To implement Batch Apex, we need to write a class that inherits from Database.batchable interface provided by Salesforce using the implements keyword available to Classes. The class must be global and must implement the start(), execute() and finish() methods.

The start() method is all about Querying and collecting the datasets. The execute() method is all about working on the dataset. The finish() method is about what needs to be done after the records have been processes (Like send an email or create a task).

Let's look at the syntax and then break it down:

global class ClassName implements Database.Batchable<sObject> {
    global (Database.QueryLocator | Iterable<sObject>) start(Database.BatchableContext bc) {
    	//Query
    }
    global void execute(Database.BatchableContext bc, List<P> records){
    	//Process
    }
    global void finish(Database.BatchableContext bc){
	    //Post Processing
    }
}

Class

  • The classes and methods are defined global so they're available throughout Apex. This is different from public that is only available to the specific application.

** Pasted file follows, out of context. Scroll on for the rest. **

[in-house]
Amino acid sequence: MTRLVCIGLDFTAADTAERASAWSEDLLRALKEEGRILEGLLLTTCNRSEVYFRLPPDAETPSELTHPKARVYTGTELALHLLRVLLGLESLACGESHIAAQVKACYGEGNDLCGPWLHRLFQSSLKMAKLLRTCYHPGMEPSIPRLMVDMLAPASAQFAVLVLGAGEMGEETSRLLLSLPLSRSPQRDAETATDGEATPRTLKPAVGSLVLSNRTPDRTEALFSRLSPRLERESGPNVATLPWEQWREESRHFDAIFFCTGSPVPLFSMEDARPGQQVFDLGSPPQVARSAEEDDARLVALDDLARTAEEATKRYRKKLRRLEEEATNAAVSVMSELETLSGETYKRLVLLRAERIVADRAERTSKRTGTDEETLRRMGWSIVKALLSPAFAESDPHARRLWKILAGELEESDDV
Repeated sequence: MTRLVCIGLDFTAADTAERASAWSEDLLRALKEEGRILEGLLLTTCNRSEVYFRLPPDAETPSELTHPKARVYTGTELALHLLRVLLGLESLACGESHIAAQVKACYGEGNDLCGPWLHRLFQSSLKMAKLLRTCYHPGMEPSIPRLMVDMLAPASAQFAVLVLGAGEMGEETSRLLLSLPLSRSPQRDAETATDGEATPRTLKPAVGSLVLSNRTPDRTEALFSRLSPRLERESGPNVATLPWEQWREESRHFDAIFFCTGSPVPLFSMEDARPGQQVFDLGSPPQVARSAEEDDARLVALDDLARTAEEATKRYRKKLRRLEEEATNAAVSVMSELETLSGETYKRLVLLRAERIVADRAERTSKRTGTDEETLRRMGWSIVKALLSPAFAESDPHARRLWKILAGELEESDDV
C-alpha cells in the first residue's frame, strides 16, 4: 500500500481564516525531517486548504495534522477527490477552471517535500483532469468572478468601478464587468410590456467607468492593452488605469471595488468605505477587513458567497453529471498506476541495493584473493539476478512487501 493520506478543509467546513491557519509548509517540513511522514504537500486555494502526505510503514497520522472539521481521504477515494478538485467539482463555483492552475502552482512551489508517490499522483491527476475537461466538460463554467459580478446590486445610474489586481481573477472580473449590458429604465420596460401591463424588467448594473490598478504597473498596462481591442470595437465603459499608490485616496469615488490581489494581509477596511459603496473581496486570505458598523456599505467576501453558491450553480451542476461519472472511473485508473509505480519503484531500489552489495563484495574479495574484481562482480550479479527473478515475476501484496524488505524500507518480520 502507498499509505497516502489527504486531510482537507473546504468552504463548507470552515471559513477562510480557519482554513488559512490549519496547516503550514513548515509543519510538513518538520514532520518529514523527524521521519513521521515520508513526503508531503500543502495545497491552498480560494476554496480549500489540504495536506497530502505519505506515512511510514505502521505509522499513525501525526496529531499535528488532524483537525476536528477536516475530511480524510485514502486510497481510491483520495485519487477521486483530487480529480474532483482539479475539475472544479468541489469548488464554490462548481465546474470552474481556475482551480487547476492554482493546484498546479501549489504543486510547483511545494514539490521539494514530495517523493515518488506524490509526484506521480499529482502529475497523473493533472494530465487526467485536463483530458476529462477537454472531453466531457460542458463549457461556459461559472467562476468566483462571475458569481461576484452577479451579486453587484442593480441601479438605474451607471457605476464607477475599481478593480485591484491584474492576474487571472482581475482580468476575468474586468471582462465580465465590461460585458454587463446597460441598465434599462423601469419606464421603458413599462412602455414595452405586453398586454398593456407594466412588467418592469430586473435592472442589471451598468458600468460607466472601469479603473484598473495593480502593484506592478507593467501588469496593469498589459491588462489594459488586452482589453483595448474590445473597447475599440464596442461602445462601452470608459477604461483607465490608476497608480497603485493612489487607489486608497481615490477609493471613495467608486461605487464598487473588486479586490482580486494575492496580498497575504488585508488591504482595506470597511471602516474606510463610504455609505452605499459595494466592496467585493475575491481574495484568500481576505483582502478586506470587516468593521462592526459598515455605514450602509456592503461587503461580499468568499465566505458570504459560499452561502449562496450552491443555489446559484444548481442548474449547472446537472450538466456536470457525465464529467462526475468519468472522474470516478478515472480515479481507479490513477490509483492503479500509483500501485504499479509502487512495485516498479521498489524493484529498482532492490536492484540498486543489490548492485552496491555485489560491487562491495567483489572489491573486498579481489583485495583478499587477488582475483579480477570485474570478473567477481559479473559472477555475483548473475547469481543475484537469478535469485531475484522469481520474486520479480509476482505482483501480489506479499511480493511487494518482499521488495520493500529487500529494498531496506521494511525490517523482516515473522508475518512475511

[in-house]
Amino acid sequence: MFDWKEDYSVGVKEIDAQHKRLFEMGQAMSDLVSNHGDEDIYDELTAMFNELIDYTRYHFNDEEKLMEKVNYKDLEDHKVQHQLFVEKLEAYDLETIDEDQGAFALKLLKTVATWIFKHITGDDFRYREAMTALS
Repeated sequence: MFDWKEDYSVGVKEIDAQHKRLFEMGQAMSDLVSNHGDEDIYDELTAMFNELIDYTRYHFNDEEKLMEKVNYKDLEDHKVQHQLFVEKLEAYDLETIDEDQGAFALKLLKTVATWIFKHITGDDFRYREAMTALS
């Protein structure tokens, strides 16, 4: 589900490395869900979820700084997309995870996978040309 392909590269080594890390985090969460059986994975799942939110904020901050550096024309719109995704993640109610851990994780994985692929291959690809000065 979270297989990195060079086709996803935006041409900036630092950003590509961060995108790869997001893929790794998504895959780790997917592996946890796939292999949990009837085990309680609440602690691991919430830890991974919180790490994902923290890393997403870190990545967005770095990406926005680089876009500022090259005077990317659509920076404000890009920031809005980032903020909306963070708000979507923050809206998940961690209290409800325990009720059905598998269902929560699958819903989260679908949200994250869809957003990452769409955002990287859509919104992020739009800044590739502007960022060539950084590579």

start

  • The start method takes either a Database.QueryLocator or an sObject that can be iterated over
  • Database.BatchableContext is used to get values like JobID()
  • Returns a Query

execute

  • Database.BatchableContext defines what job are we executing
  • List

    records is the List returned from start()

finish

  • Database.BatchableContext defines the batch job we are waiting to finish

Let's make some coffee before we jump on our org.

global class ClassName implements Database.Batchable<sObject> {
  global List<items> start(CoffeeBatchNumber batchNumber) {
    //Query
    List<items> coffeeItems = new List<items>();
    List<items>.add(arabicaCoffee);
    List<items>.add(frenchPress);
    List<items>.add(water);
    List<items>.add(boilingPot);
    List<items>.add(cup);
  }
  global void execute(CoffeeBatchNumber batchNumber, List<items> itemList){
    //Process
    tableTop = itemList;
    pot = boil(water);
    if (water == boiling){
      frenchPress = brew(coffee);
    }
  }
  global void finish(CoffeeBatchNumber batchNumber){
    //Post Processing
    cup = pour(frenchPress);
    drink;
  }
}